Editing and rewriting is even more time consuming, but that’s the satisfying part. My former agent once told me, “Remember, Becky, revise, revise, revise. That’s when the music comes out.”

MankatoLIFE: How long does it take to complete a novel?

Years. For me at least. Some people crank out a novel a year. Since I teach English and have a few thousand pages to grade every semester, my writing grinds to a crawl during the school year. But summers, I write and ride my bike and usually get a huge amount accomplished.

It has taken me at least a year to complete the first draft of each of my books. Then, it’s taken more years to polish them into a publishable state. The average time span for me, from the first sentence until publication is seven years!

“I figured once you write a book, you’re almost there. And then once you’ve edited and rewritten, your work is basically done. I couldn’t have been more wrong about that.”

MankatoLIFE: What is your favorite part of the process?

Rewriting is my favorite part of writing. I love reading the story and characters I’ve created and being moved by them and at the same time, tweaking sentences and scenes to be the very best they can be.

MankatoLIFE: What has surprised you?

What surprised me the most is how much work everything besides writing is.

I figured once you write a book, you’re almost there. And then once you’ve edited and rewritten, your work is basically done. I couldn’t have been more wrong about that. It’s a full-time job to find an agent, and/or to work to find a publisher. Then when the book comes out, the author is responsible to promote it–unless you’re Stephen King or J.K. Rowling.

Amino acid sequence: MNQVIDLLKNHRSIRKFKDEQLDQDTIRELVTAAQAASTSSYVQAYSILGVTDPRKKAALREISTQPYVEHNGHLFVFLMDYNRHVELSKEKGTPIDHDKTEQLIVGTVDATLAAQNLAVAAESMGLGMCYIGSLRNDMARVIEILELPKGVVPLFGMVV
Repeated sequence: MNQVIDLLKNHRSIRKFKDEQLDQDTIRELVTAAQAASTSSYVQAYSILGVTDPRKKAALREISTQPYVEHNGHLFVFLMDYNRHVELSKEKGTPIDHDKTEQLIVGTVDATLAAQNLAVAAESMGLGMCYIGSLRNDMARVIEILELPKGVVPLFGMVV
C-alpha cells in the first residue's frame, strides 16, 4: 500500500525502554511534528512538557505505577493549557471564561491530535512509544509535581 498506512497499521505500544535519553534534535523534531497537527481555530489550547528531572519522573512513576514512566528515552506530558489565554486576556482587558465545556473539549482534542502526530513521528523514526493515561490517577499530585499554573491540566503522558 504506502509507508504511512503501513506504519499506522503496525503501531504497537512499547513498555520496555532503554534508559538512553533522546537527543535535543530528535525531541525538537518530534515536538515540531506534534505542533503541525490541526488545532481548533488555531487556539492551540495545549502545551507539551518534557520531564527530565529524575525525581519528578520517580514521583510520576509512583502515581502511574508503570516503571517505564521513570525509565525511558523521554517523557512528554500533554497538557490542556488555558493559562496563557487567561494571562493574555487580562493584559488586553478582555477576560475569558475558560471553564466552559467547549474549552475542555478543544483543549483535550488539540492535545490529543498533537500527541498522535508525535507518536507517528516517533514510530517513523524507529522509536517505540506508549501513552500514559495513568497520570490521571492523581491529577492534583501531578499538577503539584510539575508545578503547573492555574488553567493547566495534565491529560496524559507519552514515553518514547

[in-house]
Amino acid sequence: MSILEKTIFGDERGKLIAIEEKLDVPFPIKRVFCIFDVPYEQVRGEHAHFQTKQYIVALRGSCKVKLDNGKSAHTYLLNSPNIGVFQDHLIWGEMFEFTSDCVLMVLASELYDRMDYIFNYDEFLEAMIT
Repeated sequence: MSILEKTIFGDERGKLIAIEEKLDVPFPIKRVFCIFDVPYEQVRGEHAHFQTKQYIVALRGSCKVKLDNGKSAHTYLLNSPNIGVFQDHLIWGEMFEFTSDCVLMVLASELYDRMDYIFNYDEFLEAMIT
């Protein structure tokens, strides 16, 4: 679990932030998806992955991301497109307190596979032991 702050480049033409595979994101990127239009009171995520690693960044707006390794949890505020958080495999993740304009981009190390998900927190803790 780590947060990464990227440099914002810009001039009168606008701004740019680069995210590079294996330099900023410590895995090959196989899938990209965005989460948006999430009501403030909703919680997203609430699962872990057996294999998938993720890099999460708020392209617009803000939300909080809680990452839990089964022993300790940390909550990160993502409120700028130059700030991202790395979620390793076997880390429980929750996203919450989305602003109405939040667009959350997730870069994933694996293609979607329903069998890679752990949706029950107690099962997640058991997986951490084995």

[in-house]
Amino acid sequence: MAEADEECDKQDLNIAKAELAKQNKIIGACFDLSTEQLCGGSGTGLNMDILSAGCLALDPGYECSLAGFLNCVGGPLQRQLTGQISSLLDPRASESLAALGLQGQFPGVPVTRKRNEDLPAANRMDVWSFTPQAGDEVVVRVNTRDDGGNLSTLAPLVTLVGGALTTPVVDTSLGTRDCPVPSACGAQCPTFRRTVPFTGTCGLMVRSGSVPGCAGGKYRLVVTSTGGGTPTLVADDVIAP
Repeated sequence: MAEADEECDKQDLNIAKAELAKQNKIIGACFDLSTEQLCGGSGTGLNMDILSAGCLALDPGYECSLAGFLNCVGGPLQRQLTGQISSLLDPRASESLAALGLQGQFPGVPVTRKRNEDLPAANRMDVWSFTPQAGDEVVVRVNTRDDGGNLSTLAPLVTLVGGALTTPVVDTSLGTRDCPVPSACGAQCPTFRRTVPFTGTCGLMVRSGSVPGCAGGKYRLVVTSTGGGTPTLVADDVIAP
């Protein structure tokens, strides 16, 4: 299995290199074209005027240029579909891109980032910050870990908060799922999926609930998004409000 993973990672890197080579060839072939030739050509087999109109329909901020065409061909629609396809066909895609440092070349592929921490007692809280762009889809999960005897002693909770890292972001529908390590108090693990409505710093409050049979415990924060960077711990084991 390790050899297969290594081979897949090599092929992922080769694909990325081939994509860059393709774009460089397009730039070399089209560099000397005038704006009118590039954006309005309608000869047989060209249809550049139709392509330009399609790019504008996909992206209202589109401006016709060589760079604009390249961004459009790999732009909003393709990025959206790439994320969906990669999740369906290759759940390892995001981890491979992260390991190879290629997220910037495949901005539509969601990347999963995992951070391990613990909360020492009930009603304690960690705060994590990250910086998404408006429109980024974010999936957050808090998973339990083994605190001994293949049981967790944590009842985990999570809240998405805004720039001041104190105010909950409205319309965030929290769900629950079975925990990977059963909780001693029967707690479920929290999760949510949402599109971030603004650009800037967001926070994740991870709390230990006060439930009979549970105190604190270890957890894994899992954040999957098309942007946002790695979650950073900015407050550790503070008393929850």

On the happy side of surprises, I was thrilled when Filmmaker Steph Borklund from Columbia, Missouri, asked me if she could make a short film of “Chasing AllieCat.”

I wrote the screenplay, collaborating with her, and with her film students, and she directed and produced the film version a year ago. It’s a 14-minute short that has been entered in some film festivals. When that circuit is complete, it should be available for public viewing.

MankatoLIFE: Is your work available for sale? Where can we find it?

Slider’s Son and Medusa Tells All are available on Amazon, Barnes and Noble (might have to order it, not always stocked in the stores), and other bookstores.

All of the books are available online if used ones are acceptable. I’ll be selling Slider’s Son and Jake Riley: Irreparably Damaged at the Taylor Library on October 22.

MankatoLIFE: Do you have any short stories to tell?

The research for Slider’s Son ended up giving me hilarious and amazing interaction with the folks who live in the communities where the story is based.

When I first came to Pekin, North Dakota, and asked the postmistress where I might find anyone who knew the original sheriff, she pointed me to one older gentleman’s house. By the time my friend and I talked to him in his driveway, two more cars pulled up with anecdotes to share. We went to the local bar, the “PeekIn” (the only place in town selling food), and the bar phone rang. It was for me! Small town research!

Your Community

MankatoLIFE: How long have you been in the Mankato area? Where did you come from?

I’ve lived in the Mankato area since 1989, when I came here to go to graduate school. I got a job and stayed.

MankatoLIFE: What are your favorite things about living and working here?

The list is as long as life is. I love cycling (road bike, gravel bike, fat bike), hiking, walking, having bonfires with family and friends, having coffee, drinking wine, etc., etc. There are great people and delightful businesses that are community-centered.